I am not convinced that Tamoxifen is such a wonder drug, and I discuss why in my article Why I Chose Against Hormone Blocking Drugs.

Part of my problem with Tamoxifen is the wide range of side effects which include headaches, dizziness, nausea, hot flashes, night sweats, vaginal dryness, leg cramps, hair thinning, brain fog, pins and needles in hands and feet, joint pain, moodiness, depression and anxiety.

Tamoxifen may also put a patient at a higher risk for blood clots in the legs (deep vein thrombosis) and the lungs (pulmonary embolism), endometrial cancer and overgrowth of the lining of the uterus.

Since women are recommended to be on this drug for 5-10 years, their concerns about the side effects and loss of enjoyment of life are very real.

It Doesn’t Work For Everyone

What we are finding out here in the trenches is that this drug works for some but definitely not all.  I cannot tell you how many times I’ve been told by a woman that she took the Tamoxifen for the prescribed amount of time and is still battling her second or even third round of breast cancer.  So it is clear that the drug doesn’t work for everyone.

Are There Alternatives To Tamoxifen?

At this time, there do not appear to be any good research studies that directly compare specific diets or nutritional strategies with the use Tamoxifen to prevent breast cancer recurrence.  Having said that, we do know that a healthy diet and plenty of exercise are truly important, they do make a big difference, and this has been proven by research studies.

The Women’s Healthy Eating and Living (WHEL) study followed 1,500 women with early stage breast cancer who were treated between 1991 and 2000, and found that women who both ate plenty of vegetables and fruit every day as well as got regular physical activity were nearly 50% less likely to die during the study follow up.  In this study both women taking Tamoxifen and not taking Tamoxifen were included, so it is clear that diet and exercise are incredibly important for staying well.

For those who choose to take Tamoxifen, some of the side effects can be quite troublesome and these people really need some help.

Here Are My Best Recommendations For Coping With Tamoxifen Side Effects:

Headaches – Having a regular deep tissue massage and/or acupuncture from qualified practitioners can make a huge difference with headaches.  Also, as simple as it may seem, drinking plenty of filtered water can assist your body to clear the drug from your system a little better.  So make sure to drink plenty of water (and not tap water!).

Dizziness – As odd as it may seem, meditation can be very helpful with the dizziness associated with Tamoxifen use.  If the dizziness becomes severe, however, seek the advice of your doctor.  You may need to go off the Tamoxifen or reduce your dosage.  As with headaches, drinking more water can often help to ease dizziness.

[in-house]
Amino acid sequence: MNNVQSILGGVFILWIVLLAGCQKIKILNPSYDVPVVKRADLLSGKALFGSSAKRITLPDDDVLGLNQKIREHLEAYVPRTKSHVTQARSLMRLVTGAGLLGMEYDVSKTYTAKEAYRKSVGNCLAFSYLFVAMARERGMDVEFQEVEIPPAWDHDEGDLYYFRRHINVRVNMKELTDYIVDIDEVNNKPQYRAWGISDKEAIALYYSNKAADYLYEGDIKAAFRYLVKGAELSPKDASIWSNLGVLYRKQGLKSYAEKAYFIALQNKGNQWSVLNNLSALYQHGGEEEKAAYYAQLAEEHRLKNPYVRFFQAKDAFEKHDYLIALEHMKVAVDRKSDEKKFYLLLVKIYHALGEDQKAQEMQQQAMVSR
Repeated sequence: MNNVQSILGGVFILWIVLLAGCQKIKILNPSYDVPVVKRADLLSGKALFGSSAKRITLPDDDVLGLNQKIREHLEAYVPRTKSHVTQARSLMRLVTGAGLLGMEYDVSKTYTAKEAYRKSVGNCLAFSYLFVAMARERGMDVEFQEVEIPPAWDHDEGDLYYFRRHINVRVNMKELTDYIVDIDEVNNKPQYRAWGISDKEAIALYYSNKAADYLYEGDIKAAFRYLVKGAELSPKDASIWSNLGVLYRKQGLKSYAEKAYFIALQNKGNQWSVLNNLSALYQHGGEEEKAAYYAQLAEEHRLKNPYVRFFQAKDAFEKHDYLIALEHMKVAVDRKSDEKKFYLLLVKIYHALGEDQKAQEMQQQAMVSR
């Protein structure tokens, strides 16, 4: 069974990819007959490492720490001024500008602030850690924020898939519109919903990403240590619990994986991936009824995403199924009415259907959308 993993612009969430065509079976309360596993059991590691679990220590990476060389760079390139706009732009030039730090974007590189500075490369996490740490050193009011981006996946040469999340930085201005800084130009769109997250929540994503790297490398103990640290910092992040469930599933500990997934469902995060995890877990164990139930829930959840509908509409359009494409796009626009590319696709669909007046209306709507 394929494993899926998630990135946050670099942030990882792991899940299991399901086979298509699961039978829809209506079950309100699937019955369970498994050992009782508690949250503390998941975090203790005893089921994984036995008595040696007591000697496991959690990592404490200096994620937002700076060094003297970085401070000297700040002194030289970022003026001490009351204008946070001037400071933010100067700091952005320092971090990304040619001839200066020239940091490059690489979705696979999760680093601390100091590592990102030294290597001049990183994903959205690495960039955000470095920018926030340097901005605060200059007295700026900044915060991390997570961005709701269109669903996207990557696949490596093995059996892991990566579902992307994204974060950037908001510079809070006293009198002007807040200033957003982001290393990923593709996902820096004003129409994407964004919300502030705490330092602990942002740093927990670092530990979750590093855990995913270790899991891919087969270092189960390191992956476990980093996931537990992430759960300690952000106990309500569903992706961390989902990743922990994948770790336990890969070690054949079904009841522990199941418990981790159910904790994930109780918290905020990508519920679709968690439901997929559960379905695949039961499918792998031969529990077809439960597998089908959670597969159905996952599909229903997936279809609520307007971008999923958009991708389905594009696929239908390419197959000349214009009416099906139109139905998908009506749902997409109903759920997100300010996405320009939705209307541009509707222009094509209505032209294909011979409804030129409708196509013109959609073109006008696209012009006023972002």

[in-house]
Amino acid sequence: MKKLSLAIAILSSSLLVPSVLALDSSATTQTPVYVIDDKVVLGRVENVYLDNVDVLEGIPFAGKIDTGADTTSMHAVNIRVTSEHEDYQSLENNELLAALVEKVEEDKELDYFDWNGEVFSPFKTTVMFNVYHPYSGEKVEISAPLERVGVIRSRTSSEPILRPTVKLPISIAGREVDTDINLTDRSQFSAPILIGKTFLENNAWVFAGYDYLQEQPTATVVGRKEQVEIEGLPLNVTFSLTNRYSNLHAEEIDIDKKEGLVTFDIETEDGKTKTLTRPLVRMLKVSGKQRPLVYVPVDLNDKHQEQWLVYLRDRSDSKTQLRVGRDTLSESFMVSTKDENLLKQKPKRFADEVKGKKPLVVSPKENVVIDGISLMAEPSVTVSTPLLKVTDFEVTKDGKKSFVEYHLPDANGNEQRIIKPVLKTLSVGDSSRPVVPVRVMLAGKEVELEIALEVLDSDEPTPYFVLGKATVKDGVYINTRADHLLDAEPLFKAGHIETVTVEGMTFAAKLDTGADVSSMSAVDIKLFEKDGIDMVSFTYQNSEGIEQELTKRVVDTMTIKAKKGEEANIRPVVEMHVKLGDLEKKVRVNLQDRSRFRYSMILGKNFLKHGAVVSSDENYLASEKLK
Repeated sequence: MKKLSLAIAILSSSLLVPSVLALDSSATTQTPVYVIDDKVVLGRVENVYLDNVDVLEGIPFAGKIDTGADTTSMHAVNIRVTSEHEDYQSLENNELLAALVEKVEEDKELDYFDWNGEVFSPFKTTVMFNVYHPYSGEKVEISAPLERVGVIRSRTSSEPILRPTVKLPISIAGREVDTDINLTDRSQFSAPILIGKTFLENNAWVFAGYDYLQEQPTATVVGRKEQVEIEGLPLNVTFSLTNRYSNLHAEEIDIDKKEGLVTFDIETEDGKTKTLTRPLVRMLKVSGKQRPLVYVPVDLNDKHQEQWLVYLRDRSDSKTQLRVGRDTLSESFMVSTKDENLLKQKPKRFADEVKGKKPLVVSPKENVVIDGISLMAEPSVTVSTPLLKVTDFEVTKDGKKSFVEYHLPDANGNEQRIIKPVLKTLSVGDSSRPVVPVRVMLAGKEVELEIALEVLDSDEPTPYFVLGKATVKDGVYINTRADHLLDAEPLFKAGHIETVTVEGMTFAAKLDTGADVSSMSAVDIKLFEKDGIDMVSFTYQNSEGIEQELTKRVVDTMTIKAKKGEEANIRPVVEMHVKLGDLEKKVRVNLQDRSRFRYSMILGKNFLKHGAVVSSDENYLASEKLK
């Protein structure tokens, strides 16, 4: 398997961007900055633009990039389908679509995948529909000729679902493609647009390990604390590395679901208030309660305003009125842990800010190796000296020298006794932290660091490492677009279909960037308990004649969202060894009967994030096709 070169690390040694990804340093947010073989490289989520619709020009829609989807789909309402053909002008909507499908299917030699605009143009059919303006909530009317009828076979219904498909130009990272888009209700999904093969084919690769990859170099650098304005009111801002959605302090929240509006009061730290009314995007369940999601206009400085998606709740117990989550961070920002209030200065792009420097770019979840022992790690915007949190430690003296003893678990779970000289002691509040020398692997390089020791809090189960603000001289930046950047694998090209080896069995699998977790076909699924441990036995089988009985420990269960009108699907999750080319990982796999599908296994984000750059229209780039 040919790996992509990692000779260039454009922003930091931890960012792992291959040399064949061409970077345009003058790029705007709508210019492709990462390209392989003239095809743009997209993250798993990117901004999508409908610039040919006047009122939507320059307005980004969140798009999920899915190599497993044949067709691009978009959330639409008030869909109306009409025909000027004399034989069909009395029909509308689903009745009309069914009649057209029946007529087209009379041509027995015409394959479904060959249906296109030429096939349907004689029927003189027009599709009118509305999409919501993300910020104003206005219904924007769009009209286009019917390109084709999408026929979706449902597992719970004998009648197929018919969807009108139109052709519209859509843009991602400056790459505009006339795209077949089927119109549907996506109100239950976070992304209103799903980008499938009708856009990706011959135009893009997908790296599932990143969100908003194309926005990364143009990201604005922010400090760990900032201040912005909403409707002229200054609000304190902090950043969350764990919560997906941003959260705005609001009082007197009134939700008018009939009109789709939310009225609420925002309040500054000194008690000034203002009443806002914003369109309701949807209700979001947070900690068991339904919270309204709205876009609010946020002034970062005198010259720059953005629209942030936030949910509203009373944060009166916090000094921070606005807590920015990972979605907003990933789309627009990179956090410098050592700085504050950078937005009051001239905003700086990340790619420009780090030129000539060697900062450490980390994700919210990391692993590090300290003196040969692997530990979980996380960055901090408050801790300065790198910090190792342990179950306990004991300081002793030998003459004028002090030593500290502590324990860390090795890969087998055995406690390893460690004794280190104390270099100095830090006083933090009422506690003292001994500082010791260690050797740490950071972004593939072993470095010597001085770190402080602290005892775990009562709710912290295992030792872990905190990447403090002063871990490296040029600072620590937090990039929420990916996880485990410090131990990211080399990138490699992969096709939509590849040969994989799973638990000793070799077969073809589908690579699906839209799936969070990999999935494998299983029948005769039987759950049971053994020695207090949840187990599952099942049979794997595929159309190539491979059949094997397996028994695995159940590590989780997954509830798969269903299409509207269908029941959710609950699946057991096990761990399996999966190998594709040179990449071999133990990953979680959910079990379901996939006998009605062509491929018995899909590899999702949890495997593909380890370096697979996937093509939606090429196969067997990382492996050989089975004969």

Nausea – Drink ginger tea.  You make it with organic ginger root (not the dried spice), slice off a small chunk of it and put it in hot (just off boiling) water and let it steep for several minutes.  Sip as needed.

Hot Flashes & Night Sweats – These are more difficult to solve – these symptoms show that the Tamoxifen is doing its work.  You may find that certain herbal remedies like Remifemin assist with the frequency, intensity and duration of hot flashes and night sweats.  Traditional Chinese Medicine has a number of herbs that are helpful, so seek the help of a qualified Chinese medicine doctor.  For a list of other helpful hints, see my article Tips Tricks and Support For Hot Flashes.

Vaginal Dryness – This is one of the most distressing of the side effects and not often discussed.  There is one very safe product I can recommend, a natural lubricant called Sylk.  Highly recommended.  Also organic coconut oil is very useful.

Leg Cramps – Take 500 mg of magnesium citrate twice daily.  Magnesium is also found in plenty of green leafy vegetables, so eat your salad!

Brain Fog – Essential oils are extremely helpful here because they help to clear off the neuron receptor sites of any accumulated gunk (which can result in brain fog).  Deep breathing of oils like basil, peppermint, and frankincense helps to clear your mind, improves memory and brain function.  Meditation is also very helpful.

Pins & Needles in Extremities – Again, I recommend the use of massage therapy and/or acupuncture, drinking plenty of water, and it would also be helpful to do a bowel cleanse and a liver cleanse because Tamoxifen is a toxic drug, and cleansing will help you clear chemical residues which may be building up in the tissues of your body.

Joint Pain – This is one of the more widely experienced side effects of Tamoxifen.  Yoga is helpful, as is massage therapy, and I also recommend a good quality glucosamine sulfate supplement for joint health, together with plenty of omega-3 fatty acids in the diet.

Moodiness, Anxiety, Depression – Sometimes associated with Tamoxifen use, but often these problems arise just from the fact that you are going through cancer.  It’s better not to ignore them and I recommend getting some counseling.  Meditation is extremely helpful for anxiety and moodiness.  For depression related to Tamoxifen, check with your doctor to see if you can reduce your dosage of Tamoxifen.  Some women are taking it every other day, rather than daily, and still getting good results.   Dietary assistance for these problems includes eating lots of fresh organic veggies and fruit, omega 3 fatty acids, and vitamin B complex – all of these are surprisingly beneficial.  One last word about depression – it can come on slowly over a period of several months, and some women will not realize that they are depressed.  Pay close attention to this please and get some help if you need it.  You may want to discontinue the use of Tamoxifen if the symptoms are severe (discuss this with your doctor).  I would not recommend the use of anti-depressants because they may make Tamoxifen less effective.

If you are having problems with any of these side effects (or anything not mentioned above) associated with Tamoxifen and would like more information from me, please feel free to contact me.  I have plenty of information about all of the things I have recommended and would be happy to share it with you.  I also have a more holistic protocol for staying well without the use of hormone blockers, so please contact me if you would like information about that.

GET MY BEST TIPS on getting through breast cancer and preventing recurrences by signing up for my free e-newsletters and e-books on the right.  You can also “like” me on Facebook (MarnieClark.com).  I promise to do my utmost to keep you informed and empowered on your healing journey… and beyond.